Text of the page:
Tips for Effective Confrontation in Politics

ramsThe principles that are at stake in American politics sometimes require that conservatives be willing to be confrontational. If we’re always fighting with one hand tied behind our backs, we can’t very well expect to win.

But it’s one thing to point out the need to be willing to be confrontational, and another to go about it in a way that helps your cause.  So how do you go about it? Just like most other things in politics (and life), it helps if you have a plan.  The following is a list of general tips for effective political confrontation.

Know Yourself and Your Opposition

“Know thy enemy as well as thyself” is an old military truism, and it’s just as true when it comes to political activism as it is to military operations. In order to be effective at confrontations, conservatives must not only know the opposition, but also know the basis of their own beliefs and be ready to defend them.

Frame the Debate

This is a strategic way to present issues in terms that help shape debate in your favor. For conservatives, the basic method is to “get to the heart of the matter”, which is usually the opposition’s Achilles’ heel. This should be the fundamental guide whenever initiating a political offensive or responding to an attack. When going on the offensive, if you fail to get to the heart of the matter, you’re likely to get sucked into a debate that is centered on the liberal world view. In other words, you end up fighting on their terms.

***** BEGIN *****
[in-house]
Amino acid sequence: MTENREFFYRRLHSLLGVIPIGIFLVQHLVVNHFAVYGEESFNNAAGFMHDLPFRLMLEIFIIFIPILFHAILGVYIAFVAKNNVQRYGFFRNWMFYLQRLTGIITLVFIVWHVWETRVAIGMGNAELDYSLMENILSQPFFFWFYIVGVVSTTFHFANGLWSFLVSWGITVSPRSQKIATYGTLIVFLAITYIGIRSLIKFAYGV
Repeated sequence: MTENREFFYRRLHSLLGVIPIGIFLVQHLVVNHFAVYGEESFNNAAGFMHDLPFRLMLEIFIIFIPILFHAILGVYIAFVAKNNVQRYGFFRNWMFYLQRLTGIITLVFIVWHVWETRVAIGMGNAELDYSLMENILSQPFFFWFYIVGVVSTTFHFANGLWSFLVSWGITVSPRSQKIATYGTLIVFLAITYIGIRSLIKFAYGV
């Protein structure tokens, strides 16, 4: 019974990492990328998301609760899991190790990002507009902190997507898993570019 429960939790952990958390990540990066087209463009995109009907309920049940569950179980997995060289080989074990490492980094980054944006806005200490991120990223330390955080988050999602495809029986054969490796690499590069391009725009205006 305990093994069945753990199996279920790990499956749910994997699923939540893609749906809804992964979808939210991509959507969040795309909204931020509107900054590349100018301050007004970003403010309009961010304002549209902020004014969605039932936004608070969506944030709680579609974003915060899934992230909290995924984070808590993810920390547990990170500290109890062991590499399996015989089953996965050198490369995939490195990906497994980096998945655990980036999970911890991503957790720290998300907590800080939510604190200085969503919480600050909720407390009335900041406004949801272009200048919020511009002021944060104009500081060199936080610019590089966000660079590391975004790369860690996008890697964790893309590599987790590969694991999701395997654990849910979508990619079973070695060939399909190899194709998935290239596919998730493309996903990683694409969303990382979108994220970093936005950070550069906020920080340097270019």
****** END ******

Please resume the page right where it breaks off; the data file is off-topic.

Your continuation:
Remember, framing the debate is easier when you initiate the debate. Talk about what you want to talk about, not what they opposition wants to talk about. (For more details, check out my post on “How to Frame the Debate”)

Go on Offense

Whether you like it or not, the aggressor usually shapes the debate in politics. This means that it’s best to be on offense so that you can advance your agenda on your own terms and on your own schedule. The reverse scenario is that you get blindsided and are forced to respond to your opposition. The more unprepared someone is to respond, the less effective their response will be, and the more likely that they’re constantly playing defense, (and it’s hard to fight on your heels).